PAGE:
J. B. Gerald // The Trump Administration's Wish to "Let the ICC Die"
We will let the ICC die on its own - U.S. National Security Adviser John Bolton
by J. B. Gerald
In a speech to the Federalist Society September 10th National Security Adviser John Bolton announced the U.S. will not cooperate in any way with the International Criminal Court. Speaking for the President and Trump administration Mr. Bolton says the U.S. considers the International Criminal Court illegitimate, and he threatens its judges with denial of entry to the States, and impounding their financial assets, and with arrest, if they pursue cases which might "unjustly" place in jeopardy U.S. citizens. This threat extends to those assisting the Court.
The policy presents an attempt to shield from prosecution "by any means necessary," U.S. Armed Forces personnel, intelligence agents, and government officials such as himself. By placing these above the law Bolton is threatening the American people with the Trump administration's impunity. While the policy may allow war crimes and crimes against humanity in U.S. client states, it will also encourage the 123 nations who subscribe to the ICC to view the U.S. as a rogue state and fascist entity.
North Americans concerned with prevention of genocide will note that Bolton's wish to "let the ICC die" would remove a primary international legal mechanism for calling U.S. leaders to account for crimes such as genocide, aggression, torture. Without the resistance available at least on paper from the ICC, governments such as the Trump administration would have a much freer hand in alleged crimes such as torture in Afghanistan, in black operations sites throughout the world, as well as implication in the use of death squads by U.S. client states or what might be considered the kidnapping of migrant children at American borders.
American law if honestly applied has little to fear from international law so the Trump administration's further severance of the U.S. from the ICC points up the administration's exception to the global consensus on a decent standard of human rights. Bolton's revelations express a movement within U.S. extreme right-wing circles which finds burdensome an ongoing struggling tradition safeguarding American human rights (ie. The Bill of Rights).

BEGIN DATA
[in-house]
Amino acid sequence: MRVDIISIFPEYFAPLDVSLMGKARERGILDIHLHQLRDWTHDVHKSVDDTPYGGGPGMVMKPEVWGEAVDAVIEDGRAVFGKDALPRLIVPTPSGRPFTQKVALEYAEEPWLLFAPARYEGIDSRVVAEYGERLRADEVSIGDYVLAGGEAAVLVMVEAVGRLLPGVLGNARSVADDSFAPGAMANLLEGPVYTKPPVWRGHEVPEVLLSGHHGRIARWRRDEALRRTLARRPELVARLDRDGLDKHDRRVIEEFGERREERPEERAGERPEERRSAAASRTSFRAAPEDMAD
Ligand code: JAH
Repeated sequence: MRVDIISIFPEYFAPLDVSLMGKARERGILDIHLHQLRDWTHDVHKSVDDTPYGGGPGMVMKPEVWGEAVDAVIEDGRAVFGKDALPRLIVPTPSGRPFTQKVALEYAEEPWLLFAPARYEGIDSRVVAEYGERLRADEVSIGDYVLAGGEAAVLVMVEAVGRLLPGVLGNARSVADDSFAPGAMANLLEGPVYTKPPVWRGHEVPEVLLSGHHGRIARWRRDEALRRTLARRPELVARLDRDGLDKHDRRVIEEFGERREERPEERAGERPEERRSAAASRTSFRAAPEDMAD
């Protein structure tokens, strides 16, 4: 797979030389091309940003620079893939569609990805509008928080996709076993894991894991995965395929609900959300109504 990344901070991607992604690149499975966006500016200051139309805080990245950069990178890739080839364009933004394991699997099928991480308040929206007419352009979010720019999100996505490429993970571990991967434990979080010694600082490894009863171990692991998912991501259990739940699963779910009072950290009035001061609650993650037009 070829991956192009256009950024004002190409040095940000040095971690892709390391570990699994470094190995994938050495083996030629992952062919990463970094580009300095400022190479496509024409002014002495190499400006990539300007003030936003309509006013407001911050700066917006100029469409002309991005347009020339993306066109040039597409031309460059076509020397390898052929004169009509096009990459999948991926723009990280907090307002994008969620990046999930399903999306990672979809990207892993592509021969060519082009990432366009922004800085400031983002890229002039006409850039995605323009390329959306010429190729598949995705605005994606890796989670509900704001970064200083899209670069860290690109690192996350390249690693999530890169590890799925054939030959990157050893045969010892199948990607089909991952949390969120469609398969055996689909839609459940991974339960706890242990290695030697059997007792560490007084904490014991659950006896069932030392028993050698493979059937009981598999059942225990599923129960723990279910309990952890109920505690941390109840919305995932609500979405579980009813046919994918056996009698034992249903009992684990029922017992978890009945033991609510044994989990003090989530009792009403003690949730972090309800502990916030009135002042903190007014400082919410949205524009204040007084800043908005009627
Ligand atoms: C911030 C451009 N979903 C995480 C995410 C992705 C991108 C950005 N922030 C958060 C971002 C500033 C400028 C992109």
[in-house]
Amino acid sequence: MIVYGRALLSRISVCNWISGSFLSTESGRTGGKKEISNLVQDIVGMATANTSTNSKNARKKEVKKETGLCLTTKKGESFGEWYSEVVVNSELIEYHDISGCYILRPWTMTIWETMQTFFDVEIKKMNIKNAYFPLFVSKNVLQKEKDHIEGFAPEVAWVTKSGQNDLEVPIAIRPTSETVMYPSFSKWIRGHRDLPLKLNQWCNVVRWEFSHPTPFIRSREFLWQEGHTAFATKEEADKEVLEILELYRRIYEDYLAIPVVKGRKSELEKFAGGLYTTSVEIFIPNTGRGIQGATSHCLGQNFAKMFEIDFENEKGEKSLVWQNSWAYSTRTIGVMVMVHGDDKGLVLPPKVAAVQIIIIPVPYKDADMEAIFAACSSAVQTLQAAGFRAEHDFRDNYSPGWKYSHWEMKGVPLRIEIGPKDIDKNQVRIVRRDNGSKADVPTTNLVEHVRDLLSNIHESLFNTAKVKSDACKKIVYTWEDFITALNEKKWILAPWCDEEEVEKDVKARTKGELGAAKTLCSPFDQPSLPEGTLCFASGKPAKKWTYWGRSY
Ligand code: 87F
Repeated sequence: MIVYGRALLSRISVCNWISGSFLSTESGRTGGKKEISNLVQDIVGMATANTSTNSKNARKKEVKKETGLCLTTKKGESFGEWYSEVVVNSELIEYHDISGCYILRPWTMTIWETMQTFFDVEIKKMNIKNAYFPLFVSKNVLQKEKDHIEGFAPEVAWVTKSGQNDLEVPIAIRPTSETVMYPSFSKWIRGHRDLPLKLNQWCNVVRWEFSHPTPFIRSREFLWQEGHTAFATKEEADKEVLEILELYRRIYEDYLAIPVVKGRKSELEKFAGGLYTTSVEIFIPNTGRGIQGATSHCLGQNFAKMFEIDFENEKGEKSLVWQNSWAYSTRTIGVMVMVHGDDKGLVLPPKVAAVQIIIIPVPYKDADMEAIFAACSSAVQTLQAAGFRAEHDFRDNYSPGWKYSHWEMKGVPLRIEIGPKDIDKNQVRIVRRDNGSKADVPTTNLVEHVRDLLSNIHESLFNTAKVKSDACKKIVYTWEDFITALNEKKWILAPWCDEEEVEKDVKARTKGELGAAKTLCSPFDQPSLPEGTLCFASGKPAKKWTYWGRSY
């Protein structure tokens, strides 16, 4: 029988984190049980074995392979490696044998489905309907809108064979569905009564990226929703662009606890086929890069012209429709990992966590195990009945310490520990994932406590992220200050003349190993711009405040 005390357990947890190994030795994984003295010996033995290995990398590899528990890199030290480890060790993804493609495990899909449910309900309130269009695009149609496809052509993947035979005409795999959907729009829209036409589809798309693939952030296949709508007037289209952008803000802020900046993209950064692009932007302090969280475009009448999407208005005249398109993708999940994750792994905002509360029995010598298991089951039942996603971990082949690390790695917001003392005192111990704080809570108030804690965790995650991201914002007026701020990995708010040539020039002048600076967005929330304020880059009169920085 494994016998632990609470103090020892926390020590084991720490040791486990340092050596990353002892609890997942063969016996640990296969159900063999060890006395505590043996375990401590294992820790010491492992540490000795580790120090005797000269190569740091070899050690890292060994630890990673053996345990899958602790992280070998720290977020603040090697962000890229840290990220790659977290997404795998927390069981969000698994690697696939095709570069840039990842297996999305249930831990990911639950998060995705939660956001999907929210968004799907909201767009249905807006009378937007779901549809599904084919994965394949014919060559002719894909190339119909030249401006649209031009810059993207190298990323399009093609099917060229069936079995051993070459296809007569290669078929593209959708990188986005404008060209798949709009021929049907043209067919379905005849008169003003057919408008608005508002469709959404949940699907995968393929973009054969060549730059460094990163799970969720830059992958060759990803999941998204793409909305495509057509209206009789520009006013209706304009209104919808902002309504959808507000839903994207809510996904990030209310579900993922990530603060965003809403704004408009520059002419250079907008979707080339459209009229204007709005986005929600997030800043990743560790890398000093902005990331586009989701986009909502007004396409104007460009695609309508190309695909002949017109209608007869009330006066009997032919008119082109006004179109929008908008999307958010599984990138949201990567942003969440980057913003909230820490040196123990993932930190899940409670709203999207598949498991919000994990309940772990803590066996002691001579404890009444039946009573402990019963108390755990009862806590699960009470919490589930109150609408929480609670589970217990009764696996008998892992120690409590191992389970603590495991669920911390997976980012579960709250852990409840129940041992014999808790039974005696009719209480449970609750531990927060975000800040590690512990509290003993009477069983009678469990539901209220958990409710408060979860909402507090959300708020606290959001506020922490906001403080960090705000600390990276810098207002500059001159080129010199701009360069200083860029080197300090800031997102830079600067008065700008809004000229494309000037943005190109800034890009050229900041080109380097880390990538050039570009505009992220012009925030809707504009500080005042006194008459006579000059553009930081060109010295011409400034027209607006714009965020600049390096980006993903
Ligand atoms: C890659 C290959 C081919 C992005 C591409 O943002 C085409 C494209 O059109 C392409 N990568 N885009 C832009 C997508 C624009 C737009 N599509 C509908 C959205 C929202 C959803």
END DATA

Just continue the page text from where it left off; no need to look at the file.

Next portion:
The thinking which initiated the presidential killing list under George W. Bush, continues to gain strength, asserting itself at this point due to an ICC investigatory report suggesting that war crimes have been committed in Afghanistan, primarily in 2003-4, where Afghan security forces, U.S. forces and CIA personnel are allegedly implicated.
Afghanistan is a member state of the ICC and the ICC has jurisdiction to prosecute crimes committed there. To quote CTV News : The 181-page prosecution request, dated November 2017, said "information available provides a reasonable basis to believe that members of United States of America (US) armed forces and members of the Central Intelligence Agency (CIA) committed acts of torture, cruel treatment, outrages upon personal dignity, rape and sexual violence against conflict-related detainees in Afghanistan and other locations, principally in the 2003-2004 period."
During three months (November and December 2017 and January 2018) allegations of 1.7 million war crimes were sent to the ICC from European and Afghan organizations. There is only a slight chance the Trump administration would not consider ICC prosecution of Americans responsible for these crimes, "unjust". There is no indication that any of the 1.7 million complaints have been addressed by the U.S. system of justice.
Bolton has made a point of assuring Israelis the same protections as American citizens: the ICC is currently considering whether to prosecute Israel's alleged war crimes against the people of Gaza. The Palestinian request to the ICC for an investigation is given as the reason for the U.S. recent closure of Palestinian Liberation Office in Washington D.C..
Despite these threats the ICC intends to continue its work.
Partial sources online: " US threatens sanctions against International Criminal Court, will close PLO office in Washington," Elise Labott and Hilary Clarke, Sept. 11, 2018, CNN; "John Bolton threatens ICC judges with sanctions," Sept. 10, 2018, Al Jazeera; "Rights groups warn against U.S. flouting international court," Kathy Gannon (AP), Sept.11, 2018, CTV News; "John Bolton threatens war crimes court with sanctions in virulent attack," Sept. 10, 2018, The Guardian; "ICC will continue 'undeterred' after US threats," Sept. 11, 2018, The Guardian; "Israel lodges official protest to International Criminal Court," Barak David, Aug. 14, 2018, Channel 10 News.
"The Trump Administration's Wish to 'Let the ICC Die'"
By John Bart Gerald
Graphic by Julie Maas
First posted: Night's Lantern, September 12, 2018
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